Sebestyén was discovered by Muzsikás shortly after they came together--as a 14-year-old dance group member who wanted to sing. "Here was this little girl who sang so beautifully," Hamar remembers. "We wanted her to perform with us, but we had to ask her mother, who would make us promise to get her home by 11 o'clock." She joined the group shortly thereafter, and later began a solo career as well (see the moody, mystical Apocrypha, a collection of Hungarian folksongs swathed in electronics, and Kismet, a mostly acoustic set of gorgeous internationalist folk that draws on Irish, Greek, and East Indian sources). But her membership in the group has remained constant.

Muzsikás spearheaded a Hungarian folk revival, and as they prepare to celebrate their 25th year together, they remain committed to the tradition. They operate a folk club, or táncház, in Budapest where they play every Thursday in the old style--no microphones, just a bunch of players sitting around candlelit tables, and a few dozen dancers and listeners. When they're on tour, friends fill in for them.

Listening to their recordings, you can imagine the táncház scene: Couples hopping about to the dizzying twin violins and bowed contra (a sort of three-stringed viola) on the dance tune "Szapora" (from the not-all-somber Blues For Transylvania), or stumbling out the door in the wee hours to the chilled-out strains of "Bodonkúti Hajnali (Dawn Song From Bodonkút)." Then there are Márta's ballads--among them the haunting "Istenem, Istenem (My Lord, My Lord)," which was sampled for Deep Forest's "Márta's Song," and "Ha Felmegyek Koloszvárra (On My Way To Kolozsvár Town)," one of many "prisoner songs" of the sort that took on political currency during Ceausescu's bloody repression of Hungarian culture in Transylvania.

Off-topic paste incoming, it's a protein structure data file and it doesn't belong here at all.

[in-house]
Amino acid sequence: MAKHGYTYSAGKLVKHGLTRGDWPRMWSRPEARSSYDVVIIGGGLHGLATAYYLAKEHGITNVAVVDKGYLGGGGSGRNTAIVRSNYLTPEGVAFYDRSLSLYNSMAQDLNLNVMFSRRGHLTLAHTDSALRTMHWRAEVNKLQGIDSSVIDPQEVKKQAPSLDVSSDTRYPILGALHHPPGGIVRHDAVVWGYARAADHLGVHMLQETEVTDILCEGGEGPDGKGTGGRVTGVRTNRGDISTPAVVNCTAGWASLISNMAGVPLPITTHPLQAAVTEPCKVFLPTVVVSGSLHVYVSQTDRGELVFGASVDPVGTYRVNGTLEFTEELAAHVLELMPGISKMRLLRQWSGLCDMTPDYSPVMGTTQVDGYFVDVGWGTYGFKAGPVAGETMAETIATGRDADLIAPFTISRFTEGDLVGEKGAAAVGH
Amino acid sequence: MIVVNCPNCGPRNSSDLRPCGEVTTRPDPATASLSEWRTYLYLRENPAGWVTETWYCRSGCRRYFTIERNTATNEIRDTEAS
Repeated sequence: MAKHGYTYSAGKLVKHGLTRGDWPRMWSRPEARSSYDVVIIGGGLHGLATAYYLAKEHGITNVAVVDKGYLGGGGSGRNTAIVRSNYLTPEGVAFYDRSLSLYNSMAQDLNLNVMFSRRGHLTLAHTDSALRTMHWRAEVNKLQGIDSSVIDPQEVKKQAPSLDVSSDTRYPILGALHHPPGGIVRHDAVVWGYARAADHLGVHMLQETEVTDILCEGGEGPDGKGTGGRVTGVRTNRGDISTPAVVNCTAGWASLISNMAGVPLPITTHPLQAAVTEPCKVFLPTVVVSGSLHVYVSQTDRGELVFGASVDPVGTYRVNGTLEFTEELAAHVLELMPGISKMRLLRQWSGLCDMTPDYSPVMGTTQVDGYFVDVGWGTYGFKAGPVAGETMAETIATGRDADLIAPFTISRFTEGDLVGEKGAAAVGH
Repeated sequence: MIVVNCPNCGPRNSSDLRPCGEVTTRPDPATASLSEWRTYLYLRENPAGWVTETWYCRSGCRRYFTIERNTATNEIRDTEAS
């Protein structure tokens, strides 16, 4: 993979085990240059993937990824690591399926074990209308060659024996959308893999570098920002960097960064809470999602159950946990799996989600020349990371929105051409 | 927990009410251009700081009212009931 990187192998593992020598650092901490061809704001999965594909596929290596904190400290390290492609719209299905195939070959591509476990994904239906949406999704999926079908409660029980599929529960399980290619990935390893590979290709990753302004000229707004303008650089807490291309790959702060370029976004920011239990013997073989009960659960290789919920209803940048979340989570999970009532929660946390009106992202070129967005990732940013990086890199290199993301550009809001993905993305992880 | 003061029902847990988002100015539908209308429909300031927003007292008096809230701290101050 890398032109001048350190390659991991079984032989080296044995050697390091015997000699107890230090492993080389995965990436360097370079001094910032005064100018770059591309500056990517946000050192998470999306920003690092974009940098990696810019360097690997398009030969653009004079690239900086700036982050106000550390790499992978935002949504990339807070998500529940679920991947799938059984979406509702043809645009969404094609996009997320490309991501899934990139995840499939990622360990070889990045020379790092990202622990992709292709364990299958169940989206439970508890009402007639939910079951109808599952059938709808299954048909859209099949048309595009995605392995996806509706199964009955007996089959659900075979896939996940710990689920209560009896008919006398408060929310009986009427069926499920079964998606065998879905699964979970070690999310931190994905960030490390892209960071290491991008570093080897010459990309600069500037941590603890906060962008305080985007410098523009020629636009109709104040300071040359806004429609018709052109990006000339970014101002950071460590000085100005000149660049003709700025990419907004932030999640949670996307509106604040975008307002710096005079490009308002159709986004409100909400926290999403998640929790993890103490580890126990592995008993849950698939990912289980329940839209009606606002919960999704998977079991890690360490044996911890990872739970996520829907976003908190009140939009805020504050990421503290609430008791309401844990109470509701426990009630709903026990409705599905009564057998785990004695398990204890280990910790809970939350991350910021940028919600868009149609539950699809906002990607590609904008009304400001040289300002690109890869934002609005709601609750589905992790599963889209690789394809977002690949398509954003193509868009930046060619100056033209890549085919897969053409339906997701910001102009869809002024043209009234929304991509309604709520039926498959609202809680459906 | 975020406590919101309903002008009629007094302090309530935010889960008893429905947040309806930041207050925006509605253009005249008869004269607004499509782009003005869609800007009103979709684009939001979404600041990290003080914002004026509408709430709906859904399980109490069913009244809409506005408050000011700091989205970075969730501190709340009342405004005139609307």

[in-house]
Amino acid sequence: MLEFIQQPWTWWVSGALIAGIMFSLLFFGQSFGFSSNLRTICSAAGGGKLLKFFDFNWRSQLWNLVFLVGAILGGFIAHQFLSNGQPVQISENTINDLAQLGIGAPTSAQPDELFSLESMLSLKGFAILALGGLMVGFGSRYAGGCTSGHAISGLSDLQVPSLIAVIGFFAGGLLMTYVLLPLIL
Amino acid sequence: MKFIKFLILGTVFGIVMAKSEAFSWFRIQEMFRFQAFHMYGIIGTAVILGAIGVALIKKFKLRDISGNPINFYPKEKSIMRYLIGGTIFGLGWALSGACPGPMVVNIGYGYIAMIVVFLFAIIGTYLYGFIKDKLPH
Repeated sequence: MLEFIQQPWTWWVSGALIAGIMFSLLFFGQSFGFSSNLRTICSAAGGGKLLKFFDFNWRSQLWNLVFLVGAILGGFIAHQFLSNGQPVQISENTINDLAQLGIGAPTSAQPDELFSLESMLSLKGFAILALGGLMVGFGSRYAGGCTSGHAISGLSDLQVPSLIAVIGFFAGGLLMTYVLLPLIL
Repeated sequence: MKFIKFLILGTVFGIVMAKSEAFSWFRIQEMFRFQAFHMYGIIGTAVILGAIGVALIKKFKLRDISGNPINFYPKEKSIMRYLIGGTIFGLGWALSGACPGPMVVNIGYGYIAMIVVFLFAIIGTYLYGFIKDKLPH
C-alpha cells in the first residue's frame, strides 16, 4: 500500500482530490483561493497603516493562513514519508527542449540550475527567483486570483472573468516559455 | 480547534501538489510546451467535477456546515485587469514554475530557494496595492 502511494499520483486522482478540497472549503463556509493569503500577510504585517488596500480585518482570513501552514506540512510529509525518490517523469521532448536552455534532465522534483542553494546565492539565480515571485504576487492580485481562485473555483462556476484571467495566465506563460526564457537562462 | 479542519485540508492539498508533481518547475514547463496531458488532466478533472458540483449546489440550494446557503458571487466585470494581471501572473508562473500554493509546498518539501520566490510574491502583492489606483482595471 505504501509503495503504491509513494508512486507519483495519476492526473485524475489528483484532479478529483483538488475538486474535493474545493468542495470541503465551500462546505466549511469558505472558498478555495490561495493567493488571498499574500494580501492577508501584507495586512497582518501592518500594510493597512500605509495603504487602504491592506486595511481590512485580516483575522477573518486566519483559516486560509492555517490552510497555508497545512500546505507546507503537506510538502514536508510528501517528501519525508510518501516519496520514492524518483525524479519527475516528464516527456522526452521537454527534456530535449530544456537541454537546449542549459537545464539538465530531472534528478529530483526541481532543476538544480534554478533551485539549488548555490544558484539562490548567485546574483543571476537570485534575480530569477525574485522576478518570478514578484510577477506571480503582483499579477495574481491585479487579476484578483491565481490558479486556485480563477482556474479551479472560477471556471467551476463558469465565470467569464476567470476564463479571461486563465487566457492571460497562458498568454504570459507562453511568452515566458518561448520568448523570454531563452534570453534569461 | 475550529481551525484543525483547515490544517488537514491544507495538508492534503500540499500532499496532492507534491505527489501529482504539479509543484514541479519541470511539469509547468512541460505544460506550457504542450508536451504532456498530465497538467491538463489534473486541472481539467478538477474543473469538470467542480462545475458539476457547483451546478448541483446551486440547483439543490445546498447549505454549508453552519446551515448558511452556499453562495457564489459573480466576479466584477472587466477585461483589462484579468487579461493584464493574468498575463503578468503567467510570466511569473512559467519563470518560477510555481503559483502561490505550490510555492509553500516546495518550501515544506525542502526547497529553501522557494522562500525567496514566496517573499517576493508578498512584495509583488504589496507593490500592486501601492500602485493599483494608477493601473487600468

It's easy to see the appeal of Sebestyén's voice to Western experimental musicians: its timbre and vibrato are at once so strange and so deeply, emotively human, it seems like the song of some alien siren (or, as Canada's Jane Siberry put it, "it's like she has a whammy bar in her throat"). And of course, Deep Forest and Towering Inferno are hardly the first non-folk musicians to become enraptured by Hungarian folk--Béla Bartók, Zoltán Kodály, and Ferenc Liszt all drew inspiration from their country's traditional music. Just recently, Muzsikás played a Bartók festival in New York to great acclaim.

All of the group's musical travels, though, are toward the same end: preserving and showcasing their culture. Their current tour focuses exclusively on traditional music. Sebestyén even credits her love of traditional music with helping her overcome her reluctance to the Deep Forest project: "The group had sampled my voice from my recordings, then sent me these demos and asked me if they could have my permission to use [the samples]. I phoned the record company and asked if I should do this, if it would be good to do this--because it was really strange-sounding music to me. But I started to think that maybe this was a channel for more people to hear Hungarian music, these melodies that make me so proud. Then I knew it was OK." CP

Muzsikás with Márta Sebestyén perform Thursday at the Cedar Cultural Centre in Minneapolis; call 338-2674.